Biodiversity in the Lake Erie Watershed … and Beyond

Biodiversity in the Lake Erie Watershed … and Beyond


By Heather Web, Ontario Nature

You’re glumping the pond where the Humming-Fish hummed!
No more can they hum, for their gills are all gummed.
So I’m sending them off. Oh, their future is dreary.
They’ll walk on their fins and get woefully weary
in search of some water that isn’t so smeary.
I hear things are just as bad up in Lake Erie.
-Dr. Seuss, The Lorax

That last line was removed sometime after the publication of my dog-eared, torn-and-taped, cover-less, circa 1974 edition of Dr. Seuss’s cautionary tale. I hope the fish read my Lorax, rather than the later, more common and politically correct version. These days, the poor Hummers would be just as likely to choke on an invasive spiny water flea as Gluppity-Glup.

Biodiversity in Lake Erie and the other Great Lakes are facing assaults on all fronts. Pollution and invasive species are just two threats to the Basin’s wildlife, but habitat loss, overharvesting and other cumulative impacts are also having their effects. Much less is known about aquatic biodiversity than terrestrial biodiversity. So we’re fortunate that the Great Lakes are among the most-studied inland bodies of water in the world. However, Lake Erie’s shallow depth and large basin population make it especially vulnerable to biodiversity depletion.

Enter the Ontario Biodiversity Strategy (OBS). This Ontario Ministry of Natural Resources document will guide the province in meeting its national and international commitments to biodiversity conservation.The strategy was prepared by over 100 participants from more than 40 government, industry, academic and non-governmental organizations. Thirteen writing teams addressed a wide range of issues, including invasive species, human settlement, education, protected areas and information management. The resulting document describes the major threats to Ontario’s biological diversity, and includes a suite of action items that could be implemented within the next five years.

Canada was the first industrialized country to ratify the international Convention on Biological Diversity (CBD). The Canadian Biodiversity Strategy, prepared under Article 6 (see box 6 (a) to right.) of the CBD,was released to the public in 1996. In Canada, the federal, provincial and territorial governments share legal responsibility for managing biological resources. The Ontario Biodiversity Strategy will therefore help achieve the goals outlined in the Canadian strategy (see box Biodiversity Strategy to right). This in turn will help Canada satisfy the Convention’s 42 articles. To date, the United States has not ratified the Convention on Biological Diversity.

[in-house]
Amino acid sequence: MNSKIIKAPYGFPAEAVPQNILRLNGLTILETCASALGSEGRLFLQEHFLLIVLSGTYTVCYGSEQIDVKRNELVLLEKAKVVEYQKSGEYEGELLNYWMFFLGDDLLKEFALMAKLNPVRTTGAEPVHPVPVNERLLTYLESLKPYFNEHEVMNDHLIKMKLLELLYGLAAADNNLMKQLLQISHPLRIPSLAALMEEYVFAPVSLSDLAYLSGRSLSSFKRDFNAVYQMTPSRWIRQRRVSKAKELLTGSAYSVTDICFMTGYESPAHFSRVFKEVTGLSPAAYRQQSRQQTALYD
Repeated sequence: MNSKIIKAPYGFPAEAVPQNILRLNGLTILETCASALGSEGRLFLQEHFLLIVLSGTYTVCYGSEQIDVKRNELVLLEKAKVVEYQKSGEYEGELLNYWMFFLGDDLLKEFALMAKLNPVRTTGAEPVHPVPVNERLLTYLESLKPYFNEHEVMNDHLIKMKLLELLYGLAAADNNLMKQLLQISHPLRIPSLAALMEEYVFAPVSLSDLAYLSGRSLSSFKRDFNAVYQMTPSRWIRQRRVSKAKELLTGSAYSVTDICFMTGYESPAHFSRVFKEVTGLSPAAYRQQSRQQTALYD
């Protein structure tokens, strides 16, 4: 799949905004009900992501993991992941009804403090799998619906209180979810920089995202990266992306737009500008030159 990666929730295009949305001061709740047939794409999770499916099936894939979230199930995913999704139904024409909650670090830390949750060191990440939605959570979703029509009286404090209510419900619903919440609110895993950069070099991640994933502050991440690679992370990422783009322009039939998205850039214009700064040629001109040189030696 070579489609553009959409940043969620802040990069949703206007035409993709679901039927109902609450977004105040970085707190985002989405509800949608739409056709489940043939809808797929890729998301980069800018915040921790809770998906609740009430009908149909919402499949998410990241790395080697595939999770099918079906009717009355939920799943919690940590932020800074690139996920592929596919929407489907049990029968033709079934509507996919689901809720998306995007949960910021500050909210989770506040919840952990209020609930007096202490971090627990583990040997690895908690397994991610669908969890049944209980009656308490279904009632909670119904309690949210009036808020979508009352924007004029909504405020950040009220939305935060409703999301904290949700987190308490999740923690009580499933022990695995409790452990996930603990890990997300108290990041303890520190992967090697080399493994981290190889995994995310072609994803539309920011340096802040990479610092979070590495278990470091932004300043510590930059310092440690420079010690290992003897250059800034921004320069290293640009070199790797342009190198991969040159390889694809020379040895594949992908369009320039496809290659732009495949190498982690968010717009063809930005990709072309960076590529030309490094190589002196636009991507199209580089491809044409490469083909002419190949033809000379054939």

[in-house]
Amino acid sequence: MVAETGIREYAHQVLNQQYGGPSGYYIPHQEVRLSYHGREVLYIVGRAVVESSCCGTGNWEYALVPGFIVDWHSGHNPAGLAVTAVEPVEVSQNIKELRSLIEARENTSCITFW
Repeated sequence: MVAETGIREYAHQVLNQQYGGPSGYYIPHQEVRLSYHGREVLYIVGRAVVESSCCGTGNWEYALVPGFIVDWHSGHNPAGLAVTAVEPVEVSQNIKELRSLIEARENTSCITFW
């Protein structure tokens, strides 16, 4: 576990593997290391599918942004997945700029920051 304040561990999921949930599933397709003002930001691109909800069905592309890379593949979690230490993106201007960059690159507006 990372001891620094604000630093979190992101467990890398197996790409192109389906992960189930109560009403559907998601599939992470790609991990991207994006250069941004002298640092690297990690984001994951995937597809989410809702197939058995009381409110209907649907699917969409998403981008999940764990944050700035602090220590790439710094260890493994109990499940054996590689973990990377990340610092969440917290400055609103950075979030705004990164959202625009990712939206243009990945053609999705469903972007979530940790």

Article 6(a)


Article 6(a): General Measures for Conservation and Sustainable Use:
Each Contracting Party shall, in accordance with its particular conditions and capabilities:

(a) Develop national strategies, plans or programmes [sic] for the conservation and sustainable use of biological diversity or adapt for this purpose existing strategies, plans or programmes which shall reflect, inter alia, the measures set out in this Convention relevant to the Contracting Party concerned.

Source: Convention on Biological Diversity


Biodiversity Strategy


Federal, provincial and territorial governments, in cooperation with members of the public and stakeholders, will pursue strategic directions set out in the Strategy according to their policies, plans, priorities and fiscal capabilities.

Canadian Biodiversity Strategy: Canada’s Response to the Convention on Biological Diversity, 1995

In creating the OBS, the Ministry of Natural Resources took a new approach and invited the public to participate with the writing teams in drafting the strategy. An Ontario Biodiversity Strategy website provided a forum in which interested parties could view and comment on the document as it evolved. In the end, website participation was lower than the writing teams might have hoped. The reasons for this are not entirely clear; however, it has been suggested that the opportunities for participation were not widely publicized. Nevertheless, this novel approach to public policy formation may provide a model for other similar exercises.

The comment period for the OBS website has now closed.However, the next draft of the strategy will be posted on Ontario’s Environmental Registry for a formal comment period as prescribed under the Environmental Bill of Rights. For more information on biodiversity legislation and policy, please visit the links below:

Ontario Ministry of Natural Resources biodiversity website
Ontario Biodiversity Strategy website
Canadian Biodiversity Strategy website
Convention on Biological Diversity website

Lake Erie Basin – Ontario Side Advisor
Linda Pim
Ontario Nature – Federation of Ontario Naturalists
355 Lesmill Road
Don Mills, ONT M3B 2W8
(416)-444-8419, ext. 243
(416)-444-9866 (fax)



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Images courtesy of Steven Huyser-Honig,
West Grand Boulevard Collaborative, & Yellow Dog Watershed Preserve.